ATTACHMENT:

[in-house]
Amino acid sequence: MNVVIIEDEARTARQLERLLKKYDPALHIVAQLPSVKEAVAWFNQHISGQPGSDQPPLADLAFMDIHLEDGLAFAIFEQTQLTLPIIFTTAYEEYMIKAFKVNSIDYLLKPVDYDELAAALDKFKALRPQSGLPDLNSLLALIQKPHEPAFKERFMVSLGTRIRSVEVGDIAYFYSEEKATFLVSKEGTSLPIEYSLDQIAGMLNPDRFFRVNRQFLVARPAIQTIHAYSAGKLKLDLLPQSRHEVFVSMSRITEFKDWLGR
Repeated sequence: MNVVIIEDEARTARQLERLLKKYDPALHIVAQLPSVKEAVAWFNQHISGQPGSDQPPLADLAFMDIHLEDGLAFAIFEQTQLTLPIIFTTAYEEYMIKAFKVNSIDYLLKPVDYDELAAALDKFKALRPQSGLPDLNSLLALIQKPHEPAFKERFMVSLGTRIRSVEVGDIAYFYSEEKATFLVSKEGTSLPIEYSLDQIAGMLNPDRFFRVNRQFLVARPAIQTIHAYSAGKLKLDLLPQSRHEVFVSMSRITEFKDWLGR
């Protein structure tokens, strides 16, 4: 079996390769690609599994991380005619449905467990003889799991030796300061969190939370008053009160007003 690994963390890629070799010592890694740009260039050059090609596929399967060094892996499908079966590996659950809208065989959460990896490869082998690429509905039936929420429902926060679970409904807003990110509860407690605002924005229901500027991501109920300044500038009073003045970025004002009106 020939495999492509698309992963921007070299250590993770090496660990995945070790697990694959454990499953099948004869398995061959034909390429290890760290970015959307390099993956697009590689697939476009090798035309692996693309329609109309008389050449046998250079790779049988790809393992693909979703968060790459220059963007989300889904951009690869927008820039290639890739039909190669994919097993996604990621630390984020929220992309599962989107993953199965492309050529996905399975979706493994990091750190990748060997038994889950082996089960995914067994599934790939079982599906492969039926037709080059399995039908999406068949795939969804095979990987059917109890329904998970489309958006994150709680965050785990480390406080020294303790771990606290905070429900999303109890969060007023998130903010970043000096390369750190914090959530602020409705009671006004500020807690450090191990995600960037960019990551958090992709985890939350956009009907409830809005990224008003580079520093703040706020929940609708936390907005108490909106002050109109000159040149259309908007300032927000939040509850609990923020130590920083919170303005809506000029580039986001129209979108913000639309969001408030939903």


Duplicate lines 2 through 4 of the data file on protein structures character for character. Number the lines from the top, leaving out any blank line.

Amino acid sequence: MNVVIIEDEARTARQLERLLKKYDPALHIVAQLPSVKEAVAWFNQHISGQPGSDQPPLADLAFMDIHLEDGLAFAIFEQTQLTLPIIFTTAYEEYMIKAFKVNSIDYLLKPVDYDELAAALDKFKALRPQSGLPDLNSLLALIQKPHEPAFKERFMVSLGTRIRSVEVGDIAYFYSEEKATFLVSKEGTSLPIEYSLDQIAGMLNPDRFFRVNRQFLVARPAIQTIHAYSAGKLKLDLLPQSRHEVFVSMSRITEFKDWLGR
Repeated sequence: MNVVIIEDEARTARQLERLLKKYDPALHIVAQLPSVKEAVAWFNQHISGQPGSDQPPLADLAFMDIHLEDGLAFAIFEQTQLTLPIIFTTAYEEYMIKAFKVNSIDYLLKPVDYDELAAALDKFKALRPQSGLPDLNSLLALIQKPHEPAFKERFMVSLGTRIRSVEVGDIAYFYSEEKATFLVSKEGTSLPIEYSLDQIAGMLNPDRFFRVNRQFLVARPAIQTIHAYSAGKLKLDLLPQSRHEVFVSMSRITEFKDWLGR
């Protein structure tokens, strides 16, 4: 079996390769690609599994991380005619449905467990003889799991030796300061969190939370008053009160007003 690994963390890629070799010592890694740009260039050059090609596929399967060094892996499908079966590996659950809208065989959460990896490869082998690429509905039936929420429902926060679970409904807003990110509860407690605002924005229901500027991501109920300044500038009073003045970025004002009106 020939495999492509698309992963921007070299250590993770090496660990995945070790697990694959454990499953099948004869398995061959034909390429290890760290970015959307390099993956697009590689697939476009090798035309692996693309329609109309008389050449046998250079790779049988790809393992693909979703968060790459220059963007989300889904951009690869927008820039290639890739039909190669994919097993996604990621630390984020929220992309599962989107993953199965492309050529996905399975979706493994990091750190990748060997038994889950082996089960995914067994599934790939079982599906492969039926037709080059399995039908999406068949795939969804095979990987059917109890329904998970489309958006994150709680965050785990480390406080020294303790771990606290905070429900999303109890969060007023998130903010970043000096390369750190914090959530602020409705009671006004500020807690450090191990995600960037960019990551958090992709985890939350956009009907409830809005990224008003580079520093703040706020929940609708936390907005108490909106002050109109000159040149259309908007300032927000939040509850609990923020130590920083919170303005809506000029580039986001129209979108913000639309969001408030939903």